Mosaic: Some people have asked me if a Labrador can be TWO colors such as black and yellow. Mosaic is a very rare condition in which results in improper cell division that effects the color of the dog. Such dogs can be yellow with small or large black patches. I have only produced one Mosaic to date. Again, this is very rare and seldom happens. A great example of a Mosaic Labrador can be seen by clicking (here)
WHITE: It never fails, several times a week I get phone calls and e-mails for white Labs. I tell people without trying to sound rude, that there is no such thing as a pure white Labrador. The color yellow is the correct term, but when people see a Labrador that is of the very light cream shade, they instinctively say, White. I have produced many Labrador pups that could be classified as white when pups but they always mature to have the tale-tale signs of shading of some from or another, either on the ears, back, etc. The shading is very pale and almost unnoticeable and pigment as black as coal but I am sorry to say, it is still classified as yellow and not white. The gene that produces pure white such as seen in the Maltese, white German shepherds, white boxers and other breeds does not exist in the Labrador. I do understand how people can easily use the term white lab when they see a pale yellow but white is not a term to be truly associated with the Labrador breed. Most of the "White Labs" being advertised from backyard breeders are lacking in suitable temperaments, proper size and seem to have more health issues. Thus said, breeding for a "specific color" will not allow you to advance in any other area. My best advice, stay away from persons advertising "White Labradors". It is nothing more than a sales pitch and is something frowned upon amongst reputable breeders, and other fanciers in the Labrador community.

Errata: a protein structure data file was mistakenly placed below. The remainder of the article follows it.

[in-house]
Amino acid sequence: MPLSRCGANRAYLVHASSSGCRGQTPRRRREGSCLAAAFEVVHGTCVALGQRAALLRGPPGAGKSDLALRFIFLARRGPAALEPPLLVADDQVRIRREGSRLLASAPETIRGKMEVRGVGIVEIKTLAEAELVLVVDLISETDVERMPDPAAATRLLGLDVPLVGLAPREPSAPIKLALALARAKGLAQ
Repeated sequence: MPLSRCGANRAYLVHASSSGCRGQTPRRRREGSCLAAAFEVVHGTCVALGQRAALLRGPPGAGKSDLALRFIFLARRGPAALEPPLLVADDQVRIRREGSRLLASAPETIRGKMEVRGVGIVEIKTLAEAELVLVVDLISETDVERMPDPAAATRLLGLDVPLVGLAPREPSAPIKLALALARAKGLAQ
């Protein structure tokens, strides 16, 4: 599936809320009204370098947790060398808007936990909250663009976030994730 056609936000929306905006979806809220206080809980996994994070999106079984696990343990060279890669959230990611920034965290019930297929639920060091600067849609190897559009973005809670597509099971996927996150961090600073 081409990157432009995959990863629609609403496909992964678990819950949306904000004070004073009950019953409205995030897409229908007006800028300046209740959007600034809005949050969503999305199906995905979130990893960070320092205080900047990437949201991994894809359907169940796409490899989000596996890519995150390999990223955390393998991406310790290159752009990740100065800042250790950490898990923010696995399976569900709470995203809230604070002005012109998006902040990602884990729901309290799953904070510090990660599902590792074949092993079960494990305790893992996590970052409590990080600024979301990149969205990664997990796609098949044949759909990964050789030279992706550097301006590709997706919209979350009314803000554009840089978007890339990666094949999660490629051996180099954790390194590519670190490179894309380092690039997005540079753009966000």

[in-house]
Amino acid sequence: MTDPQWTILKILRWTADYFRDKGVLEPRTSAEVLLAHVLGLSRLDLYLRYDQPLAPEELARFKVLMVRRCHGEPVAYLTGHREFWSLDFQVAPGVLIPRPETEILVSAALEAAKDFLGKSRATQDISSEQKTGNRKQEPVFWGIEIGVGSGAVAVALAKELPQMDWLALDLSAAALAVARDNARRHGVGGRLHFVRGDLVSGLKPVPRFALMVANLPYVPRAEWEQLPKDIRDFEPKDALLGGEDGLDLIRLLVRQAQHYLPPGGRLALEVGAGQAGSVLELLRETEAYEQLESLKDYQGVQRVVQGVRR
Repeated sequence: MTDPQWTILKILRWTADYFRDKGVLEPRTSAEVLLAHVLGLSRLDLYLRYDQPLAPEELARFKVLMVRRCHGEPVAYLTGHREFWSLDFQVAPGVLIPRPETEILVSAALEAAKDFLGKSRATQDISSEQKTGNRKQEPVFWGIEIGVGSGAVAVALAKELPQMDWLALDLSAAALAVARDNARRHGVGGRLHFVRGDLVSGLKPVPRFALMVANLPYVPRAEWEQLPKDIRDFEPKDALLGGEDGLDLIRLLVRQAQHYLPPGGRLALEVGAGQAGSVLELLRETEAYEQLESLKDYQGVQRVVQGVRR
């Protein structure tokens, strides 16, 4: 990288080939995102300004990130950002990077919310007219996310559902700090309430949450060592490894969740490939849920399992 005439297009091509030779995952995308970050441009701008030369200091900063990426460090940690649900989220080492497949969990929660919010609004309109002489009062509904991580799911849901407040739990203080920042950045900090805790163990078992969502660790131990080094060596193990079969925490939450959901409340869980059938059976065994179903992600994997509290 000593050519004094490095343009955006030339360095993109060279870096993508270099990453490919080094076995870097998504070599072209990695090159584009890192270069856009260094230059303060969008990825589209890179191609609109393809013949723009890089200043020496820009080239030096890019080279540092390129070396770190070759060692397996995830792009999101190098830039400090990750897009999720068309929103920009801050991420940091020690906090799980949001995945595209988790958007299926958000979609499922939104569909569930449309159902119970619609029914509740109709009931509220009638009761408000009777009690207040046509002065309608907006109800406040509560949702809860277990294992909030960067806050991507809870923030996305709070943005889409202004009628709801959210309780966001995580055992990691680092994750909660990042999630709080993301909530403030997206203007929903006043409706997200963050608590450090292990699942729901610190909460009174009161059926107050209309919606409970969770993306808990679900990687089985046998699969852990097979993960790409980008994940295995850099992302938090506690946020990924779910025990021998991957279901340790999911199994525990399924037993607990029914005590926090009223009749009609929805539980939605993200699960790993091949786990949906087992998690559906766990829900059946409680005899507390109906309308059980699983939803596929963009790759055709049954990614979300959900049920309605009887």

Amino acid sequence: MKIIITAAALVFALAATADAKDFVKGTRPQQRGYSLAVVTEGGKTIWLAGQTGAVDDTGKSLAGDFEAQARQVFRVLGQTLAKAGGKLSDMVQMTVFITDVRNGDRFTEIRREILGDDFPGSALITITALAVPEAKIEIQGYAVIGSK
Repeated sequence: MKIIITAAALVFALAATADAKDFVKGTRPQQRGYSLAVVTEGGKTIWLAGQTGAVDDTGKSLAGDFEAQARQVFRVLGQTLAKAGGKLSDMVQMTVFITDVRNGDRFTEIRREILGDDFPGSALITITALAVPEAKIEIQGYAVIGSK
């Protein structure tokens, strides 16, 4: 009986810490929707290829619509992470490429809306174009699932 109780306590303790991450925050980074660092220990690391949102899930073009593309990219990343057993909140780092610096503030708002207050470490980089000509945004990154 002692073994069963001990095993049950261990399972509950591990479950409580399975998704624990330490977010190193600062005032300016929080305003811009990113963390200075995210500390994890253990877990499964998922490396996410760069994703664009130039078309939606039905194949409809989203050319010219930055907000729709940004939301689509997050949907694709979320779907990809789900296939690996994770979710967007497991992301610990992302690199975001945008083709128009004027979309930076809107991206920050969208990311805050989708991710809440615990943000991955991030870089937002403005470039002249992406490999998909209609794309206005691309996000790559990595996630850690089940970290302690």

SILVER, CHARCOAL and CHAMPAGNE LABS:
AKA "Dilute Labrador Colors" I am sorry but despite some people's misguided
attempts in making the general public believe that there is a "dilute gene" in
purebred Labradors is completely
absurd! There absolutely no such thing as a pure bred
silver, charcoal or champagne Labrador. These are dogs that early in the
60's and 70's, two kennels that bred both Labradors and Weimaraners began
advertising Silver Labradors. The dilute gene is normal in the Weimaraner breed.
It does not occur naturally in the Labrador. Only a dog that genetic background
consist of Labrador/Weimaraner crossbreeding can produce such colors. Those professing to breed and advertise
dilute Labradors are
misrepresenting the color of the dog on the AKC papers. The American Kennel
club, United Kennel Club and FCI "WORLD breed standard
does not recognize ANY of these dilute colors. The
parent club (The Labrador Retriever Club, Inc) does NOT support these colors!
DO NOT FALL FOR SUCH A SCAM! To read more about so-called silver/dilute Labrador history please click on the banner below:
For anyone interested in Labrador coat color genetics, I have added some of my favorite links that will offer more detailed explanations.
Coat Color Inheritance by Blue Knight Labradors
B/b, E/e and Beyond